Often times, people question the benefit of comprehensive planning for their community – frequently saying that they have prepared a plan in the past, but it sits on a shelf and no one ever uses it.
While the famous quote “if you fail to plan, you are planning to fail” underscores that it is better to plan for the future and that planning can help a community better adapt to change, there is no question that undertaking a comprehensive planning process costs money. So if you have a planning document that is not being used, then the effort was indeed a waste of money.
In the interests of using public resources wisely, it is important to ensure that when you do undergo a community planning process, you end up with a useful planning document that will serve as a guide for making future decisions, one that informs not only public-sector decisions, but also private sector investment decisions. How do you do that, you might ask?
Here are six tips for boosting the chances for developing a successful community comprehensive plan.
1. Create a Shared Vision
Engage all segments of the community and focus on broad issues to determine what the community values most.
2. Consider Relevant Facts
Base policies and strategies on relevant facts about existing conditions/trends and reasonable assumptions of future outcomes.
3. Be Realistic
The policies and strategies should realistically reflect the development options that are available to the community.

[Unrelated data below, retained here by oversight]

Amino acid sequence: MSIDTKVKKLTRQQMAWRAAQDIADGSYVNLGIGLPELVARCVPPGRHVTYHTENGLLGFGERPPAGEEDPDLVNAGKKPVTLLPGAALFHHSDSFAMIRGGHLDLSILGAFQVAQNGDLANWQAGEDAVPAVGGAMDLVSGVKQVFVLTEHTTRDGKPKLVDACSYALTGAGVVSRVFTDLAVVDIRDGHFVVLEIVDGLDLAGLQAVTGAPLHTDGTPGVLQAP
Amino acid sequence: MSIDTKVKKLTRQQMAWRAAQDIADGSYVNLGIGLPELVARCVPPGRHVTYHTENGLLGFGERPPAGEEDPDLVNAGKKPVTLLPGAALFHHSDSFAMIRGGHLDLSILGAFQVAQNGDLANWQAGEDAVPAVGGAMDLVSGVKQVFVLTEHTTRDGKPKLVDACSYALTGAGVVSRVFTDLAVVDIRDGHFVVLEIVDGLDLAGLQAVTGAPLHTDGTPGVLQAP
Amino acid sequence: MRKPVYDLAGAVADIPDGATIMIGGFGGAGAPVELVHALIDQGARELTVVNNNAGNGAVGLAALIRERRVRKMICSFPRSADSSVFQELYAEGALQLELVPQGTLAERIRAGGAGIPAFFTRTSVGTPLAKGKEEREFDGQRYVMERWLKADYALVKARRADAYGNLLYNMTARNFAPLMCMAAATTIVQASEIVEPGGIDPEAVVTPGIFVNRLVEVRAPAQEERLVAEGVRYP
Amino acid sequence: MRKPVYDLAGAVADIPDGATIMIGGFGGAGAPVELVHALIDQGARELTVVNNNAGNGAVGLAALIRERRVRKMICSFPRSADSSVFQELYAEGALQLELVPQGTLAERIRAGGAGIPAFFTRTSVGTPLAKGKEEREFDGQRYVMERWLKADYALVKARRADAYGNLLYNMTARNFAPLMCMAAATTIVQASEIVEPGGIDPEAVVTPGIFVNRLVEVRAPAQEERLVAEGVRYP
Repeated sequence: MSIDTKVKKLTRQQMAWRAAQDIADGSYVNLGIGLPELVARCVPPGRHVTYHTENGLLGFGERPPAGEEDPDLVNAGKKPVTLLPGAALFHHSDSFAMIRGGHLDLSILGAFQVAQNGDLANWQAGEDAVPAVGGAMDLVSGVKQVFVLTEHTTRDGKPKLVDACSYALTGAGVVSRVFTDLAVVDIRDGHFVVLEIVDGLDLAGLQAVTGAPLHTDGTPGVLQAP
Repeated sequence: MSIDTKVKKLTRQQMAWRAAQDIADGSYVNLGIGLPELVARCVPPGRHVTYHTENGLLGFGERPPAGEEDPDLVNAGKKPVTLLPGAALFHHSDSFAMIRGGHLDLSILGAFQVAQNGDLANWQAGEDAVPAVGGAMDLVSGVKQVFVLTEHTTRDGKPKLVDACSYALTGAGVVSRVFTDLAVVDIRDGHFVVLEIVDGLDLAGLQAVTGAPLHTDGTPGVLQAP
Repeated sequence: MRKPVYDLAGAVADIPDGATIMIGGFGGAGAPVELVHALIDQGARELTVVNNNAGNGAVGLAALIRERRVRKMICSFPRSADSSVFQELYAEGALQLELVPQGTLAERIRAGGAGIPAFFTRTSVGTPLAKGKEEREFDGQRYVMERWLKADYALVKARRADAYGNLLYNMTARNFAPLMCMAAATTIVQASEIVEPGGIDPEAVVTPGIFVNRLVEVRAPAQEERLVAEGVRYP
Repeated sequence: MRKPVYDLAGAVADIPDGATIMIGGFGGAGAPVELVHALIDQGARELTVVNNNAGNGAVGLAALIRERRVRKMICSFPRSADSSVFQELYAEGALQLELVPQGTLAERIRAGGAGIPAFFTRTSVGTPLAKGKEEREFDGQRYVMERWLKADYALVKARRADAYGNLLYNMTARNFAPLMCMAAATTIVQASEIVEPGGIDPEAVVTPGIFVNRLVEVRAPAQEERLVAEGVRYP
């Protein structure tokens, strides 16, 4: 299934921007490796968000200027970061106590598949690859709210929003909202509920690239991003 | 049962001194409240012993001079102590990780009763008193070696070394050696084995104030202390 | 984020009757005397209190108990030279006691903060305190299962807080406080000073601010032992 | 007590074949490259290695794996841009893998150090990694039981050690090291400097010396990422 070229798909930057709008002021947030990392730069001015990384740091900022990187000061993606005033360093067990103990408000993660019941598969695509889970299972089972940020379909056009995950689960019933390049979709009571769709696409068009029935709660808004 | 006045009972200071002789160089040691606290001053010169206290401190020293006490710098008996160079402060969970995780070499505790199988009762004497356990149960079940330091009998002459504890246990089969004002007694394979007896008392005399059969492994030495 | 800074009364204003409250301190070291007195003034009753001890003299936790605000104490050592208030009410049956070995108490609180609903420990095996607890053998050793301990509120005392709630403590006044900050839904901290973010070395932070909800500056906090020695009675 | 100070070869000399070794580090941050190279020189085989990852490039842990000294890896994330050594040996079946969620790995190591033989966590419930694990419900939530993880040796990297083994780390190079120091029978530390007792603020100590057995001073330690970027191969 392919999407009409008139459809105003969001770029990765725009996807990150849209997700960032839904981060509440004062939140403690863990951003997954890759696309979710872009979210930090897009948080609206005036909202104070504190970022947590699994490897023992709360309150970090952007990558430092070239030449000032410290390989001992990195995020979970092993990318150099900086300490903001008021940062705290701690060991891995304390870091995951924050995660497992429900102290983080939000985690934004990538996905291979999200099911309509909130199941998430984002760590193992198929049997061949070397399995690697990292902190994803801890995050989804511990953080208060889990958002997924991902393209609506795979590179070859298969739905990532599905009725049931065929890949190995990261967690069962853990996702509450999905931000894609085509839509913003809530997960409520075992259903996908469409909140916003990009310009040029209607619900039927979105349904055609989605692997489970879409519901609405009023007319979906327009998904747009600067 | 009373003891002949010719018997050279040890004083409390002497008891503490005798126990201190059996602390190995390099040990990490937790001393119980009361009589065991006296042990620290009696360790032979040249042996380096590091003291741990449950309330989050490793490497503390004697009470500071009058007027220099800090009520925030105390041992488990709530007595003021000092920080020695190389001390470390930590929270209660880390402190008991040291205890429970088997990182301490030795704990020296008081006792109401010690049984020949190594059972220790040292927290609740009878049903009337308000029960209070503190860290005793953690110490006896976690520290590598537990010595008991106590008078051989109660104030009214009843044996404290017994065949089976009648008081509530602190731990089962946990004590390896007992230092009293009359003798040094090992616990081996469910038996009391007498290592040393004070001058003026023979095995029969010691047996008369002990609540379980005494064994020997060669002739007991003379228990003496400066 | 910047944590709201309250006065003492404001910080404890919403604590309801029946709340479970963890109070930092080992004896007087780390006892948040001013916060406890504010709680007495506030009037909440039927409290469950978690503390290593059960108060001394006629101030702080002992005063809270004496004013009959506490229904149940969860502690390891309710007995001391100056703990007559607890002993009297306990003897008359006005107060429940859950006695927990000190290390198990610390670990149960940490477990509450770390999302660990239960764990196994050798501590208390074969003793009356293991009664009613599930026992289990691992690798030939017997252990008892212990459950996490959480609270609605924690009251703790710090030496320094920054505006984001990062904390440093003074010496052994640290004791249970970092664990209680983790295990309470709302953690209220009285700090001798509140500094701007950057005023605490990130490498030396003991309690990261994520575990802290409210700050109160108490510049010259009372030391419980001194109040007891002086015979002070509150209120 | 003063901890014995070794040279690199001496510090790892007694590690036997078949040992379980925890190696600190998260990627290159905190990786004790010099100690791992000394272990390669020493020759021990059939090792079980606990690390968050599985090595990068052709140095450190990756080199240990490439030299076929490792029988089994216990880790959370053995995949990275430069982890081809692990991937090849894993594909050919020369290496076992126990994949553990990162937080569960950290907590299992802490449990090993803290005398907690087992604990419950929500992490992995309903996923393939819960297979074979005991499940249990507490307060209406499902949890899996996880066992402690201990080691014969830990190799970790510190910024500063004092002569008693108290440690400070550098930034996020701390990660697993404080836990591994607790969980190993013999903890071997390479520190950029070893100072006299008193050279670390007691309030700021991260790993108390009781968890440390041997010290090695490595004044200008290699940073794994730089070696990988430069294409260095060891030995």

4. Be Actionable
Map out a clear course for taking action — be sure to answer the who, what, where and when questions.
Prioritize your actions; everything can’t be done at once, and most often resources rarely allow you do everything you would like to do.
6. Get Decision Makers On Board
Involve elected officials early in the process. Those who have the power to allocate resources to make the plan a reality need to understand, support and believe in the plan.
Kristin Hopkins, AICP, Principal Planner
Kristin has over 27 years of experience working with a wide range of communities (large, small, urban, and rural) on land use planning initiatives, including 10 years in the public sector working for the Cuyahoga County Planning Commission. She has developed a unique combination of expertise in research, land use planning and preparation of zoning and subdivision development regulations to implement plan policies, as well as community collaboration, whether through working with planning commissions, advisory committees and/or elected officials. Kristen can be reached at (440) 530-2320 or khopkins[at]ctconsultants.com.